Our new article about the “Role of African protected areas in maintaining connectivity for large mammals” has been published in a special issue on Remote Sensing in Biodiversity and Conservation.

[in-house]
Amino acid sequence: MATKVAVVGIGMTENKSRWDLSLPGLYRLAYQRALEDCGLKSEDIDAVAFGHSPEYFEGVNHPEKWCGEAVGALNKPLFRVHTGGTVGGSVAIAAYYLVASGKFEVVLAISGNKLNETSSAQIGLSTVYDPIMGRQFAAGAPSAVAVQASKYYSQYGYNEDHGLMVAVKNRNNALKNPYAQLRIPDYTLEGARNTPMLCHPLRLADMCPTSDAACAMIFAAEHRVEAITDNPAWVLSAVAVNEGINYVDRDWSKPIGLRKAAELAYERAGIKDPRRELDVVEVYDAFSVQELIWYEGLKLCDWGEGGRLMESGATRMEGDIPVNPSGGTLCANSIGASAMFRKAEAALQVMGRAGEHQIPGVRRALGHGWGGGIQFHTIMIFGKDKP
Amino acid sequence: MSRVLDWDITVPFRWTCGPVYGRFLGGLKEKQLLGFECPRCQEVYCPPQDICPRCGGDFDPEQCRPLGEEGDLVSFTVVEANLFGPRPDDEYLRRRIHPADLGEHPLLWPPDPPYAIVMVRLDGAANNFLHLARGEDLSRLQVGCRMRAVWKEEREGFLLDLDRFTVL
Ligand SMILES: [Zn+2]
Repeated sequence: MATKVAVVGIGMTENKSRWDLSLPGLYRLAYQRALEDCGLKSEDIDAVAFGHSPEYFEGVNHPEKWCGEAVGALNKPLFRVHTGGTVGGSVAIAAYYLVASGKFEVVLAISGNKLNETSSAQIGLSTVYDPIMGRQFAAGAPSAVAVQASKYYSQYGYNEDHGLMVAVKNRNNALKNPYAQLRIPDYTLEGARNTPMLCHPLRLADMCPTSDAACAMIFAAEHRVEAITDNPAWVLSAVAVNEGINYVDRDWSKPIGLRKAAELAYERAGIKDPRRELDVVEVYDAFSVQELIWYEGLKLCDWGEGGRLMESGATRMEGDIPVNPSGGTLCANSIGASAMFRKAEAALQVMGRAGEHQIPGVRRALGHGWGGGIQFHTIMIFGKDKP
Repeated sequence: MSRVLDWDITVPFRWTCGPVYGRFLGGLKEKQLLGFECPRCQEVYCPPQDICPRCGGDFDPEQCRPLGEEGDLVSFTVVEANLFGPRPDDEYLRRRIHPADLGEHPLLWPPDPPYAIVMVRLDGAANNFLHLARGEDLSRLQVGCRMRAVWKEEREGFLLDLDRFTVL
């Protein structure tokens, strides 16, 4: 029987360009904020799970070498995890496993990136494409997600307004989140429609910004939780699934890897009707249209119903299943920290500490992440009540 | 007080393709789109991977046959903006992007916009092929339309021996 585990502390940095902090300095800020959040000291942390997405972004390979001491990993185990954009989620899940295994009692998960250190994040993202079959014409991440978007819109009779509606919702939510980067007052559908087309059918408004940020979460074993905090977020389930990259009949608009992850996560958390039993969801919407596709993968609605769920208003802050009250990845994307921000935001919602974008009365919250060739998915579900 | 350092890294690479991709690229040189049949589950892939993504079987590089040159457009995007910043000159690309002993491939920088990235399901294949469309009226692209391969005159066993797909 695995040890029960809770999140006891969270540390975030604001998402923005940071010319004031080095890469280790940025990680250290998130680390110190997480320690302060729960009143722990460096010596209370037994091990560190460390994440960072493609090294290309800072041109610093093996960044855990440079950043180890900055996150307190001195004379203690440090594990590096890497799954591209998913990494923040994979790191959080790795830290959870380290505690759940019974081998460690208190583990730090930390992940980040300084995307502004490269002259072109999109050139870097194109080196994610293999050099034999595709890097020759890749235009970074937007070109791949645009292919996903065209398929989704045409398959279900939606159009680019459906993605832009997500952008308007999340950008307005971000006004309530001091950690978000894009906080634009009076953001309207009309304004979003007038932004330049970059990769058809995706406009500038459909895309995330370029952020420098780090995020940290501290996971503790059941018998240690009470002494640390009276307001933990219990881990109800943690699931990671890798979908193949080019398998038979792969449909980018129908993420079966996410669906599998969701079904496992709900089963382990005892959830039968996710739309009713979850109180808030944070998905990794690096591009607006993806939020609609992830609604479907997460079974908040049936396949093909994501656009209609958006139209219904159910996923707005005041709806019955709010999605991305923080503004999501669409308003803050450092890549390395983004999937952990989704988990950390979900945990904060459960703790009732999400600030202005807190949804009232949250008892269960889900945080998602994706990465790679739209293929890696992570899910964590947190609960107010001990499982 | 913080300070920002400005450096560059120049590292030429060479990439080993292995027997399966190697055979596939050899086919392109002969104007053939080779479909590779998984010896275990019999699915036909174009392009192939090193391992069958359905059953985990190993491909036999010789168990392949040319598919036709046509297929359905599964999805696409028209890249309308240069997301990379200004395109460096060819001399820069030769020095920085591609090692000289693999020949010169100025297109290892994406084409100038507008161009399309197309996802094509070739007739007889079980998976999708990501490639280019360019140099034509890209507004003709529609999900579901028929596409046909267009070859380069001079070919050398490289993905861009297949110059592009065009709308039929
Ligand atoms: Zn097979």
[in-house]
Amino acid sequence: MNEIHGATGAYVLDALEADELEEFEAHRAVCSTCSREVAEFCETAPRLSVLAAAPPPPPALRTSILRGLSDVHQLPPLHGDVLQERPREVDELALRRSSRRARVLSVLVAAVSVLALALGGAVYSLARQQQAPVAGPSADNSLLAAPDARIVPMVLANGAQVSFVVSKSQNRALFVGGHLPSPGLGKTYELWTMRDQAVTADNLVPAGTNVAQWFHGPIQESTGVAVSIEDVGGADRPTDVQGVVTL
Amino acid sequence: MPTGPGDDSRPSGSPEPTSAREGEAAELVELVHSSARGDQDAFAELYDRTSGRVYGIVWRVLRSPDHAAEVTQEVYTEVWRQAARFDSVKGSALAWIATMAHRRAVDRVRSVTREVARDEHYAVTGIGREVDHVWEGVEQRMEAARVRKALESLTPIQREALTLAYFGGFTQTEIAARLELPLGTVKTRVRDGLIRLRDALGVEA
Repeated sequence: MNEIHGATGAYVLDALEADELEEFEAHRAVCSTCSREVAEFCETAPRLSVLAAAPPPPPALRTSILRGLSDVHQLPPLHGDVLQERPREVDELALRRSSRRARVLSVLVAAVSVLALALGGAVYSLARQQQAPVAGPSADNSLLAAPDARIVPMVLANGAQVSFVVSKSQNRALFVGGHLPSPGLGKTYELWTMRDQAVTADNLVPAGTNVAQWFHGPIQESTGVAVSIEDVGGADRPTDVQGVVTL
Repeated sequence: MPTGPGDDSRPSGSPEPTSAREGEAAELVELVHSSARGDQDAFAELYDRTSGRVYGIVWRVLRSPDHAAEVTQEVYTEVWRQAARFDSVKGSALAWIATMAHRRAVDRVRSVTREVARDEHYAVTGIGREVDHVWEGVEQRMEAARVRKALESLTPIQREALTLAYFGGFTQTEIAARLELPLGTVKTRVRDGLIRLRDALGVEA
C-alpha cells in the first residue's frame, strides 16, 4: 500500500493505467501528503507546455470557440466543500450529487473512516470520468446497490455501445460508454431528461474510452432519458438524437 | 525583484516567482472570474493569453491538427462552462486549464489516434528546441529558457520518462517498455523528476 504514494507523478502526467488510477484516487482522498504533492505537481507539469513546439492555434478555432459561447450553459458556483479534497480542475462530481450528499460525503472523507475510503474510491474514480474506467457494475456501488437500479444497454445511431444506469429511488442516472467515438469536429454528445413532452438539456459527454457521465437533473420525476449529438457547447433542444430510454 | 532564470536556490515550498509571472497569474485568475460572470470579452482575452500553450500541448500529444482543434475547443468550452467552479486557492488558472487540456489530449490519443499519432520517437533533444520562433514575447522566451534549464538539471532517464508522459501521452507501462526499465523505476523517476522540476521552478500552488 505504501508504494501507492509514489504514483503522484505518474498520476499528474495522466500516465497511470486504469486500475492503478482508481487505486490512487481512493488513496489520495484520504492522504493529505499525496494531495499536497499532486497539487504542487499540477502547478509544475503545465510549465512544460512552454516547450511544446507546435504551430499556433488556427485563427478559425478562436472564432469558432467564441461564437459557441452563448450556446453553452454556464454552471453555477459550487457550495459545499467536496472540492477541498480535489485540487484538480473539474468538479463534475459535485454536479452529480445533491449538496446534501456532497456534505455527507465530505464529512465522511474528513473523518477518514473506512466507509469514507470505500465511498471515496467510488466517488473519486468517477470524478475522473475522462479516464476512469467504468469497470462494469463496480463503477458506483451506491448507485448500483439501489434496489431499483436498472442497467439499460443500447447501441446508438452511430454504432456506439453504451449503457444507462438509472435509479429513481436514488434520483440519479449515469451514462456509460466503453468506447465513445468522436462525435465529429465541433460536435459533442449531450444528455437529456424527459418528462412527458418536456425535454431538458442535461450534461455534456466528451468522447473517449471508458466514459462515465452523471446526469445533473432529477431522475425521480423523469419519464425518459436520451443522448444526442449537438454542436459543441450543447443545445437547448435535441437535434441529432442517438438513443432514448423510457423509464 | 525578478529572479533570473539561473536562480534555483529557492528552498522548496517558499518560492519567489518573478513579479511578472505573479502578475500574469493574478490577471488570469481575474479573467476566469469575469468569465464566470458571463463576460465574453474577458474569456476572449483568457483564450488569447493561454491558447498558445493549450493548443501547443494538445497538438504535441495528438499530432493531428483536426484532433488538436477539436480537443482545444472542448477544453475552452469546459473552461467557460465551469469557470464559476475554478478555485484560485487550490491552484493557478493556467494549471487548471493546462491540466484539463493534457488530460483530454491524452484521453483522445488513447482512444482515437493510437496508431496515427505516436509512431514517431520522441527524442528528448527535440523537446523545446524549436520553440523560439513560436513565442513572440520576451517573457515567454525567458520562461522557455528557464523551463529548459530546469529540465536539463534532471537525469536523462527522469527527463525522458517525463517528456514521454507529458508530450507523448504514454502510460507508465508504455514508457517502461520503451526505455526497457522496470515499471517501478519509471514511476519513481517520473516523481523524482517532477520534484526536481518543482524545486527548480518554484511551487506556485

The African protected area (PA) network has the potential to act as a set of functionally interconnected patches that conserve meta-populations of mammal species, but individual PAs are vulnerable to habitat change which may disrupt connectivity and increase extinction risk. Individual PAs have different roles in maintaining connectivity, depending on their size and location. We measured their contribution to network connectivity (irreplaceability) for carnivores and ungulates and combined it with a measure of vulnerability based on a 30-year trend in remotely sensed vegetation cover (Normalized Difference Vegetation Index). Highly irreplaceable PAs occurred mainly in southern and eastern Africa. Vegetation cover change was generally faster outside than inside PAs and particularly so in southern Africa. The extent of change increased with the distance from PAs. About 5% of highly irreplaceable PAs experienced a faster vegetation cover loss than their surroundings, thus requiring particular conservation attention. Our analysis identified PAs at risk whose isolation would disrupt the connectivity of the PA network for large mammals. This is an example of how ecological spatial modelling can be combined with large-scale remote sensing data to investigate how land cover change may affect ecological processes and species conservation.